On the cheese trail in the Bregenzerwald

It was the vending machine for cheese that confirmed we had arrived in a special place.

This was our first evening in the Bregenzerwald, and the vending machine was outside a small village dairy, because local people get nervous if they can’t get cheese at all hours. Over the next three days, many more cheesy stories would unfold.

First, the basics. Last September we were in Vorarlberg, the westernmost province of Austria. The Bregenzerwald district of Vorarlberg is in the Alps, the kind of landscape that gets described as “story book”: perfect little villages, improbably green meadows, all backed by towering mountains. We were about to learn that many of the most attractive elements of this landscape owe their existence and persistence to a culture of cheese.

The Cows and their pastures

Our cheese adventures began in earnest the next day, when we met some of the cows that provide milk for the cheese (apparently the alpine herbs they eat helps produce a flavourful milk). They greeted us by ringing their bells as we walked to the misty mountain hamlet of Schönenbach.

Visitors’ cars are not allowed in the community, and the charming walk in was about a kilometre from a parking area (we had intended to walk over a mountain to get there but had been driven off the high trail by a sudden snow squall).

For centuries, the farmers of the Bregenzerwald region have practiced a three-step farming method. Cows spend summer in high alpine pastures. For a few weeks in spring and fall, they graze in mid-level meadows, like Schönenbach, and in advance of cold weather and deep snow they return to the valley floor for the winter.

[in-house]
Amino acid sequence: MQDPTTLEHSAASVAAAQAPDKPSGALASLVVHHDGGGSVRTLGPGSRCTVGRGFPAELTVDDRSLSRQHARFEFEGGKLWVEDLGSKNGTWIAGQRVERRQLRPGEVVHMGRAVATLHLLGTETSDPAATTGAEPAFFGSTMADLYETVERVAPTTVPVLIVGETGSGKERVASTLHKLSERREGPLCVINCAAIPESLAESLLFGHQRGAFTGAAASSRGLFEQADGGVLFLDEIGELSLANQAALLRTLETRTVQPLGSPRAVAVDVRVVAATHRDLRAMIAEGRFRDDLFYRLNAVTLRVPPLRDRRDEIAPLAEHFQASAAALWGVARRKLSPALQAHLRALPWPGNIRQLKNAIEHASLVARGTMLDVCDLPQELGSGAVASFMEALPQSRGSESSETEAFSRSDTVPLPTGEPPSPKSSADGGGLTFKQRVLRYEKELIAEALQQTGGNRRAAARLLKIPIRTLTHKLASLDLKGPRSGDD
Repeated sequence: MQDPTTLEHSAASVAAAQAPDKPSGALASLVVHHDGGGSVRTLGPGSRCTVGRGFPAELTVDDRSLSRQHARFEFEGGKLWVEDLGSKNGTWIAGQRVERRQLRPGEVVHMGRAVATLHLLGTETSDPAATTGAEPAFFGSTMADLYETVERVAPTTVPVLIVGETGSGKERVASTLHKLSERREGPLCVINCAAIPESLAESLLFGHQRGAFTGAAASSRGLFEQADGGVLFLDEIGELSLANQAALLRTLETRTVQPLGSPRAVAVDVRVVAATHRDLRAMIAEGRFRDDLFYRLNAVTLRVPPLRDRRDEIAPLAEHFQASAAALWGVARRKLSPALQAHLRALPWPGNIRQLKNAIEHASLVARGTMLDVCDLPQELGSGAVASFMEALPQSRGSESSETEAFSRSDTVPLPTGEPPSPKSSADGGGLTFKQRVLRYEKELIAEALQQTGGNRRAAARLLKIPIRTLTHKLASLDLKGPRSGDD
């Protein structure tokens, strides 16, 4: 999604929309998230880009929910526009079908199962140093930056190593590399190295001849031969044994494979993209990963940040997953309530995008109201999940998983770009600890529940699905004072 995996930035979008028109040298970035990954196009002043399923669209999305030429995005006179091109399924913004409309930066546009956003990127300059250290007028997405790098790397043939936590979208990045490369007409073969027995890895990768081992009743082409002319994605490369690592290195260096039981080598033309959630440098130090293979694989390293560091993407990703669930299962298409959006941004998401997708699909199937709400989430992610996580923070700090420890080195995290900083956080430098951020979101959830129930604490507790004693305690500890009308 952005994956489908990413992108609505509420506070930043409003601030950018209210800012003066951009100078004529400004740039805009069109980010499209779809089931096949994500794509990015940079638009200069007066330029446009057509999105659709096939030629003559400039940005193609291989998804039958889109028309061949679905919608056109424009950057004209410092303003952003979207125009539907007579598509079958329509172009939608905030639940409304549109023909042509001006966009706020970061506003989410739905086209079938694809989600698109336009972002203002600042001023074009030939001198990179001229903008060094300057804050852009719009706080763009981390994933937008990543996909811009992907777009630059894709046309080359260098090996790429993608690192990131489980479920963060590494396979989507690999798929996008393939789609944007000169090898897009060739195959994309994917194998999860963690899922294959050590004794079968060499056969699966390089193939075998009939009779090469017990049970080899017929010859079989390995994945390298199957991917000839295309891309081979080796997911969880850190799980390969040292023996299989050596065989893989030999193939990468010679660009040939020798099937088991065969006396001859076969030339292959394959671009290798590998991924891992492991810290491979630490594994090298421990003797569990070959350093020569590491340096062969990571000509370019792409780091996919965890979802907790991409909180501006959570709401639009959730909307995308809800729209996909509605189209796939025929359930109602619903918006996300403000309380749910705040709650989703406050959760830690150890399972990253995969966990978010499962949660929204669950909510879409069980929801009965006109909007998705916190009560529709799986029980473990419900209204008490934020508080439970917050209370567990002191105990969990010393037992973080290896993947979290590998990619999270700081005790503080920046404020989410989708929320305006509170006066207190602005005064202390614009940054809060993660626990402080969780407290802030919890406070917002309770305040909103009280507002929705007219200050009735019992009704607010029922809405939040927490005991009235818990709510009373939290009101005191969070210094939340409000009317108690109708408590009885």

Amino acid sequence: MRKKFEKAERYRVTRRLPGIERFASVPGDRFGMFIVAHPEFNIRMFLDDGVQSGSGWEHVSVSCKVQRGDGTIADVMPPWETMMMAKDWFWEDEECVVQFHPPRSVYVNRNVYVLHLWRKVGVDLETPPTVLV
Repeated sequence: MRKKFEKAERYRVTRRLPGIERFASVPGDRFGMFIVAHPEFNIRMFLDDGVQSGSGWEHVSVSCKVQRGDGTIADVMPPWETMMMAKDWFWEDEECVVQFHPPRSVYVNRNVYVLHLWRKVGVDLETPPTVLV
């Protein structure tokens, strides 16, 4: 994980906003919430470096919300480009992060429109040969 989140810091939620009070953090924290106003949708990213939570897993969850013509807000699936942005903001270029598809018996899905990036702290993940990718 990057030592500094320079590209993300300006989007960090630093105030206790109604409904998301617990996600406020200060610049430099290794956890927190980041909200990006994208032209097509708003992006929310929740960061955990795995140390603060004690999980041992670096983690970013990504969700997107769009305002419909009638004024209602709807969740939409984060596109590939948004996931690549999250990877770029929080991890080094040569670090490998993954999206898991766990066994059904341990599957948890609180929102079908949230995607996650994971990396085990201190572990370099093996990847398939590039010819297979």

The people of the Bregenzerwald have a deep affection for settlements like Schönenbach, occupied for only a few months a year and conserving a fragile mountain landscape.

It took an early morning start to reach another mid-level pasture in time to see mountain cheese being made. We drove up a steep and narrow private road to a tiny community, below high peaks, already covered with fresh snow in early September. Too soon for snow, we were told solemnly.

Traditionally, cheese was a way of preserving milk that could not be consumed quickly, so there were small cheese-making operations close to where the cows happened to be grazing.

The solitary cheesemaker was busy stoking the wood fire under a huge vat of milk, checking for the feel of the developing curd and, in between, washing aging cheeses with brine. Then at the right moment, he worked quickly to form the cheese.

For our cheese maker this was a seasonal job. In the summer he worked in construction, and in the winter in a ski shop.

Waiting until the cows come home

Helga, our guide, wondered why we were stuck in a traffic jam in the middle of the morning. Then it became evident we were behind cows returning from their summer on the alp to their toasty winter quarters in the valley.

Helga whipped us down some tiny back roads so we could greet the cattle as they paraded through the centre of a town.